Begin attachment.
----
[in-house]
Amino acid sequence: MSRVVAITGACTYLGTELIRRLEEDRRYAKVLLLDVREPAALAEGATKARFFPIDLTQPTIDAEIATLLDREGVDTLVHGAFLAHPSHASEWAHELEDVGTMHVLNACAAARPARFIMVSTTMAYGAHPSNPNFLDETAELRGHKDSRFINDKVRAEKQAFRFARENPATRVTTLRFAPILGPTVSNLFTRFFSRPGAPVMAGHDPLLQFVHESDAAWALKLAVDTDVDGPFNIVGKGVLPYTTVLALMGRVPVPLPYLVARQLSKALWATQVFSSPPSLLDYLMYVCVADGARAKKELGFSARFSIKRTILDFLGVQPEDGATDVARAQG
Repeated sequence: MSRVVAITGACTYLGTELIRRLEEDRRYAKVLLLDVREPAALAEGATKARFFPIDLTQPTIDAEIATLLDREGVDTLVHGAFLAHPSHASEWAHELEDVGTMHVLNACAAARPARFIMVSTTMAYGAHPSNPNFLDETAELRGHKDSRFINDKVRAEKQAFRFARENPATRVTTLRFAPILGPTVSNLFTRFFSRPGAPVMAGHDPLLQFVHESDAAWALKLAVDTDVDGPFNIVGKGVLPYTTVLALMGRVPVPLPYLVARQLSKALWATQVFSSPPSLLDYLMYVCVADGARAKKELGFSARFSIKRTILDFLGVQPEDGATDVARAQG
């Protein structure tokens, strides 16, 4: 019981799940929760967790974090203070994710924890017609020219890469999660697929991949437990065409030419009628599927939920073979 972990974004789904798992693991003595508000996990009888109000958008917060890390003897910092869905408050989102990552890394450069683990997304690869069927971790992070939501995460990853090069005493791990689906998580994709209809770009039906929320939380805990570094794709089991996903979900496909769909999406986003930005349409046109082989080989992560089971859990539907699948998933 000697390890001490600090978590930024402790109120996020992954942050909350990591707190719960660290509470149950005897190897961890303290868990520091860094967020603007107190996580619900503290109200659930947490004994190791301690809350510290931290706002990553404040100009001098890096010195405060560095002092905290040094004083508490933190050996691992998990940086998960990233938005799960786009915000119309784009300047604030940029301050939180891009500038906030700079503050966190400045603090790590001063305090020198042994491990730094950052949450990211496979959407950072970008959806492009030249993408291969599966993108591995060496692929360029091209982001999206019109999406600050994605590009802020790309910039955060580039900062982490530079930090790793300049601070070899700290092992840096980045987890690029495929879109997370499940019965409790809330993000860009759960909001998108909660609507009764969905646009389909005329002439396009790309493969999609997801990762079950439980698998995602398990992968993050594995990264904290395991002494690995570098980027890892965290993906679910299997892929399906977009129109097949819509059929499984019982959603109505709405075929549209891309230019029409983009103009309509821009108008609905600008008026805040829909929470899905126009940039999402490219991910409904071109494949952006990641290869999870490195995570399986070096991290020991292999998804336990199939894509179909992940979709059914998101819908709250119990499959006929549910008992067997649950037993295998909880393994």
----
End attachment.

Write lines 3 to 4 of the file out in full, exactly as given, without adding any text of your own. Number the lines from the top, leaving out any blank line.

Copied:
Repeated sequence: MSRVVAITGACTYLGTELIRRLEEDRRYAKVLLLDVREPAALAEGATKARFFPIDLTQPTIDAEIATLLDREGVDTLVHGAFLAHPSHASEWAHELEDVGTMHVLNACAAARPARFIMVSTTMAYGAHPSNPNFLDETAELRGHKDSRFINDKVRAEKQAFRFARENPATRVTTLRFAPILGPTVSNLFTRFFSRPGAPVMAGHDPLLQFVHESDAAWALKLAVDTDVDGPFNIVGKGVLPYTTVLALMGRVPVPLPYLVARQLSKALWATQVFSSPPSLLDYLMYVCVADGARAKKELGFSARFSIKRTILDFLGVQPEDGATDVARAQG
């Protein structure tokens, strides 16, 4: 019981799940929760967790974090203070994710924890017609020219890469999660697929991949437990065409030419009628599927939920073979 972990974004789904798992693991003595508000996990009888109000958008917060890390003897910092869905408050989102990552890394450069683990997304690869069927971790992070939501995460990853090069005493791990689906998580994709209809770009039906929320939380805990570094794709089991996903979900496909769909999406986003930005349409046109082989080989992560089971859990539907699948998933 000697390890001490600090978590930024402790109120996020992954942050909350990591707190719960660290509470149950005897190897961890303290868990520091860094967020603007107190996580619900503290109200659930947490004994190791301690809350510290931290706002990553404040100009001098890096010195405060560095002092905290040094004083508490933190050996691992998990940086998960990233938005799960786009915000119309784009300047604030940029301050939180891009500038906030700079503050966190400045603090790590001063305090020198042994491990730094950052949450990211496979959407950072970008959806492009030249993408291969599966993108591995060496692929360029091209982001999206019109999406600050994605590009802020790309910039955060580039900062982490530079930090790793300049601070070899700290092992840096980045987890690029495929879109997370499940019965409790809330993000860009759960909001998108909660609507009764969905646009389909005329002439396009790309493969999609997801990762079950439980698998995602398990992968993050594995990264904290395991002494690995570098980027890892965290993906679910299997892929399906977009129109097949819509059929499984019982959603109505709405075929549209891309230019029409983009103009309509821009108008609905600008008026805040829909929470899905126009940039999402490219991910409904071109494949952006990641290869999870490195995570399986070096991290020991292999998804336990199939894509179909992940979709059914998101819908709250119990499959006929549910008992067997649950037993295998909880393994």